But I ultimately decided against it. One look at prices did push me toward second thoughts though there also another, more important consideration: Would I just be a little too connected? Do I really need my email to follow me around on the bus? In the dining hall? On the treadmill? The nearly infinite nature of the Internet has created information overload, and the proliferation of social networking sites has also propagated a kind of social information overload.

By overload, I don’t mean the countless spam messages that get traded over social networking sites, but legitimate connections with friends and acquaintances. Now that social media has made it so easy to get in touch with one another, the communication seems almost incessant. It’s almost seems like a good problem – look at me, I’m so popular – but unread posts and unanswered messages become a source of anxiety. Does the creation of all these loose ties actually diminish the quality of our social interactions? I’ve had the experience of juggling multiple IM conversations, none of them being particularly committal. Humans are inherently social creatures, but there seems to be a point when it just becomes too much – when it becomes like work just to keep up with it all.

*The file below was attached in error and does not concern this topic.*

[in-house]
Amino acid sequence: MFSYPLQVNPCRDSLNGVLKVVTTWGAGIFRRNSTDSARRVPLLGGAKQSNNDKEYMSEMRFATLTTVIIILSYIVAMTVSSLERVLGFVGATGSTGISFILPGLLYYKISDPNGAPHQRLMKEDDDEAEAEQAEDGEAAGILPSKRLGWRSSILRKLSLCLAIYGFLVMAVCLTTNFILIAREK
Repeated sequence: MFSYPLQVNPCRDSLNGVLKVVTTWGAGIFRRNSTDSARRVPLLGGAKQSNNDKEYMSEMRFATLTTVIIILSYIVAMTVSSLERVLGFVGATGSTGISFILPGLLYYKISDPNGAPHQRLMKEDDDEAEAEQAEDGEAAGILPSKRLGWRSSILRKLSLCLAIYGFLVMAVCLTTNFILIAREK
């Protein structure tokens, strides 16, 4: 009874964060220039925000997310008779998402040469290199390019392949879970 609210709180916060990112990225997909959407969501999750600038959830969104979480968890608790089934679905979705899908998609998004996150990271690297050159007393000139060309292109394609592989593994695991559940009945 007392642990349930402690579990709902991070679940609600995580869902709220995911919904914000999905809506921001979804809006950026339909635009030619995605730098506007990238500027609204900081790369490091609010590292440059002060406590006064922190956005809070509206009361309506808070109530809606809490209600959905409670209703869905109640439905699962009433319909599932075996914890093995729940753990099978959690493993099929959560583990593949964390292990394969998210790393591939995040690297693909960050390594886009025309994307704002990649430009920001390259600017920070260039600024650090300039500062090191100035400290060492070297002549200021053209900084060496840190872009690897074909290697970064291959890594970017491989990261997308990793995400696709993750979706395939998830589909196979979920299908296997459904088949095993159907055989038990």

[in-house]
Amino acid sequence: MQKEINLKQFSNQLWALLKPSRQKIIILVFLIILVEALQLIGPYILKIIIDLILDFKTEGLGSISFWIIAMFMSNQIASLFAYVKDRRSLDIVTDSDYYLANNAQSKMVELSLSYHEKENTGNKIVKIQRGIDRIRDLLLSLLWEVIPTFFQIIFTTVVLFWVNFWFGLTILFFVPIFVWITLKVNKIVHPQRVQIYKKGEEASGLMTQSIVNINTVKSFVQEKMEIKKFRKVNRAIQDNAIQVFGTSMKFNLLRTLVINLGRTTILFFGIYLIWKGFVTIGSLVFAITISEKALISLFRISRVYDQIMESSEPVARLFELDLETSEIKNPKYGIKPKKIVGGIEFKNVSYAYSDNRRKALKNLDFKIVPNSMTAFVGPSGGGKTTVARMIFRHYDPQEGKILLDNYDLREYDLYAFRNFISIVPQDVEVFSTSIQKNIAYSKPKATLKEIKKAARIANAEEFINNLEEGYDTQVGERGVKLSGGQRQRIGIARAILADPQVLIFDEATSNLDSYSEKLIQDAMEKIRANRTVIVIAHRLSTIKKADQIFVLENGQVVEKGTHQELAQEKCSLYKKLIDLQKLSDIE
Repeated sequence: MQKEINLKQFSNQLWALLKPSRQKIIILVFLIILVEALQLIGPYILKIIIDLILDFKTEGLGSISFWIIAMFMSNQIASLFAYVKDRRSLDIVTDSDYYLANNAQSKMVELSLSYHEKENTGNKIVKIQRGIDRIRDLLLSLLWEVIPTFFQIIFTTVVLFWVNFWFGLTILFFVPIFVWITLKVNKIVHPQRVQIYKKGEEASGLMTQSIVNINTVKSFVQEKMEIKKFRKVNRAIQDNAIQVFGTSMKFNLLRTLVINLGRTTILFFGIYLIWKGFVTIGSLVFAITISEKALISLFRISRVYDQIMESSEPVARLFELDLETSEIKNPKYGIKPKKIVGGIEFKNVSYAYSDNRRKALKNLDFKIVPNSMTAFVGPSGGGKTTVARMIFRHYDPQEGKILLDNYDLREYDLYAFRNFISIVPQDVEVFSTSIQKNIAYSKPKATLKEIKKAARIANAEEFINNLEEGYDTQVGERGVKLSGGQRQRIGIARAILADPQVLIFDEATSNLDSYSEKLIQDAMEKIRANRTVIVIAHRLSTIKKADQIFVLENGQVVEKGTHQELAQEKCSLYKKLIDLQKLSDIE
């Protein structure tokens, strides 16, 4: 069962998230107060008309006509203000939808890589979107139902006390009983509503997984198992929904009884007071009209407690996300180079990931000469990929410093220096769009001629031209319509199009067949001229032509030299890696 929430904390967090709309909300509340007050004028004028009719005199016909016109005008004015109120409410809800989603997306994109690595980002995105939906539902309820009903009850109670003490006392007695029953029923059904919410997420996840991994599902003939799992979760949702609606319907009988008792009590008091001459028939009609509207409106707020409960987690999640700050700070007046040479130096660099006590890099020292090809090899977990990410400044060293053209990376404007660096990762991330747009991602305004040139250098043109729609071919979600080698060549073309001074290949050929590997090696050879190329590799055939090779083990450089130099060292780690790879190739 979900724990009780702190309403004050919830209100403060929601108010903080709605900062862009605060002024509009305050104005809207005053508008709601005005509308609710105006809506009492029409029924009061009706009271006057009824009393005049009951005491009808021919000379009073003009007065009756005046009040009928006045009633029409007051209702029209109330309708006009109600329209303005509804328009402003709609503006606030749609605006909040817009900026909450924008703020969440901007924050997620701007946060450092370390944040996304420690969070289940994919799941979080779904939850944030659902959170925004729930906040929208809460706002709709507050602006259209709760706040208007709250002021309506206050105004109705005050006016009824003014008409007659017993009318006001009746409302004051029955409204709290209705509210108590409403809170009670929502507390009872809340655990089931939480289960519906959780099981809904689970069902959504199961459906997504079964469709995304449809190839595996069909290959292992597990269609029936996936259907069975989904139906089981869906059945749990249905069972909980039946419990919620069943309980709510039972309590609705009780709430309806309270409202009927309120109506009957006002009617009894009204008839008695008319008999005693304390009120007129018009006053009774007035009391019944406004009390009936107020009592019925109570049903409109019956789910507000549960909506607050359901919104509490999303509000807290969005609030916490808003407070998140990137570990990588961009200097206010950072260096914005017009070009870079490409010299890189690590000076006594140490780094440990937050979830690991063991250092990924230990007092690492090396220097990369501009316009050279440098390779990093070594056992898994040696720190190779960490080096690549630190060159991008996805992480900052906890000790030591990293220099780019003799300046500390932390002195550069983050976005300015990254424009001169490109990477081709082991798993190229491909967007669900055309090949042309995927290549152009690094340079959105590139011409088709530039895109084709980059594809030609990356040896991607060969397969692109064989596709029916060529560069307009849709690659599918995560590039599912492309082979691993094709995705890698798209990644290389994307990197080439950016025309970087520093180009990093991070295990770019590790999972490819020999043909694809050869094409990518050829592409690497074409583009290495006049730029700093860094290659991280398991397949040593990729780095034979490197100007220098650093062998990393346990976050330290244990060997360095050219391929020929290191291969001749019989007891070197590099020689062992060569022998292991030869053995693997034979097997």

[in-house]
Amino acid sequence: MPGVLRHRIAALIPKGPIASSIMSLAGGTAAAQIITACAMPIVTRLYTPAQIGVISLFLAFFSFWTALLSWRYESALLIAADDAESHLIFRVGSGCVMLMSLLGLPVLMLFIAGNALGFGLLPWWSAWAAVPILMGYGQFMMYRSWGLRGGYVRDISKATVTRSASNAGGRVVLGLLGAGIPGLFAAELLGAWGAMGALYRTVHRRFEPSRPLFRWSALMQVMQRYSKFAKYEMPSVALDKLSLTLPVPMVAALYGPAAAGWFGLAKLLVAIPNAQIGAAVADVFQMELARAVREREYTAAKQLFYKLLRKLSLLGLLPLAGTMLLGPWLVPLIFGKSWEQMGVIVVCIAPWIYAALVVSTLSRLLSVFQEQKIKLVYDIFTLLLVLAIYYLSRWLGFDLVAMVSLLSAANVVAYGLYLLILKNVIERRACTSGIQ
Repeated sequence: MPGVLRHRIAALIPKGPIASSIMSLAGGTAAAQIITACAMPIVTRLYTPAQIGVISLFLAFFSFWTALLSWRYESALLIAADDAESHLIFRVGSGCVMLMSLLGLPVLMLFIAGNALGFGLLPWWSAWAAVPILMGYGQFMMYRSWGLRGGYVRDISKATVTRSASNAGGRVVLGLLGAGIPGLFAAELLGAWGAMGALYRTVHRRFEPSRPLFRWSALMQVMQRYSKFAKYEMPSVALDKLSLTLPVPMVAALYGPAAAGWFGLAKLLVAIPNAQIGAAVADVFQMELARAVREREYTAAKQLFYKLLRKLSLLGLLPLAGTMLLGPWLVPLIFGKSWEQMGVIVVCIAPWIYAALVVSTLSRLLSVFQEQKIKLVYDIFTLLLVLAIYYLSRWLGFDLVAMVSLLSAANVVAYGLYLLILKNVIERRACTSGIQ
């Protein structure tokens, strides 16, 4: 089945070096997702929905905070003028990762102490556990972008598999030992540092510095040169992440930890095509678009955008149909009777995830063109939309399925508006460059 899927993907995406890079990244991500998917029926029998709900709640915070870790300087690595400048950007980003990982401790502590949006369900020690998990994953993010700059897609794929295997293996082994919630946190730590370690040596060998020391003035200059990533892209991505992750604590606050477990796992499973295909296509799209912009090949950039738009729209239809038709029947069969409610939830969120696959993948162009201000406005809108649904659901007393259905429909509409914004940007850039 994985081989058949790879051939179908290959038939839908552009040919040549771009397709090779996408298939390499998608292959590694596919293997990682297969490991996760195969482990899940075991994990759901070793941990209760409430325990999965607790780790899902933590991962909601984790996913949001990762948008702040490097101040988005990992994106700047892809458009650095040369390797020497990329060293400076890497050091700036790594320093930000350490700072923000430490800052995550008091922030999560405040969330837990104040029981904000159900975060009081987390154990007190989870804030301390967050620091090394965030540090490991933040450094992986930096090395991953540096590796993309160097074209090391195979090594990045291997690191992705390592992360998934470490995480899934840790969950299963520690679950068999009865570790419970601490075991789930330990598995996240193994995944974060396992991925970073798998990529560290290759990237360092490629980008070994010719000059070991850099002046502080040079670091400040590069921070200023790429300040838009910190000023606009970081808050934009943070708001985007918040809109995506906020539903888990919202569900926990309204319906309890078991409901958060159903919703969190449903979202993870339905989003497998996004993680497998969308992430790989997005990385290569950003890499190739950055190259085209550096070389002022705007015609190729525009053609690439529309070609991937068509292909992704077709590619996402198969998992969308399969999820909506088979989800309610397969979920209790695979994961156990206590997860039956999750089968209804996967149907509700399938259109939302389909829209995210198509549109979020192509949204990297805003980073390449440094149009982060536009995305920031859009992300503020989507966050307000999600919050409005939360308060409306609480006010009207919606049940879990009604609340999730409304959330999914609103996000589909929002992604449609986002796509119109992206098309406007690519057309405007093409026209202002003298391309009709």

What makes this most interesting in the increasingly merged worlds of social and professional networking. Email, the most ubiquitous of workplace communication, is at least fairly easy to segregate – different email addresses for work and personal contact. But for professional with jobs that largely involve meeting new people or are deeply immersed in the tech industry, it becomes necessary to have an active online presence. Whereas my parents once only complained of having to power through massive chunks of email, the same type of overload now exists in messages exchanged on Facebook, Twitter, Pownce, LinkedIn, etc, etc. What are the implications of socialization overlapping with work? How to deal with it all?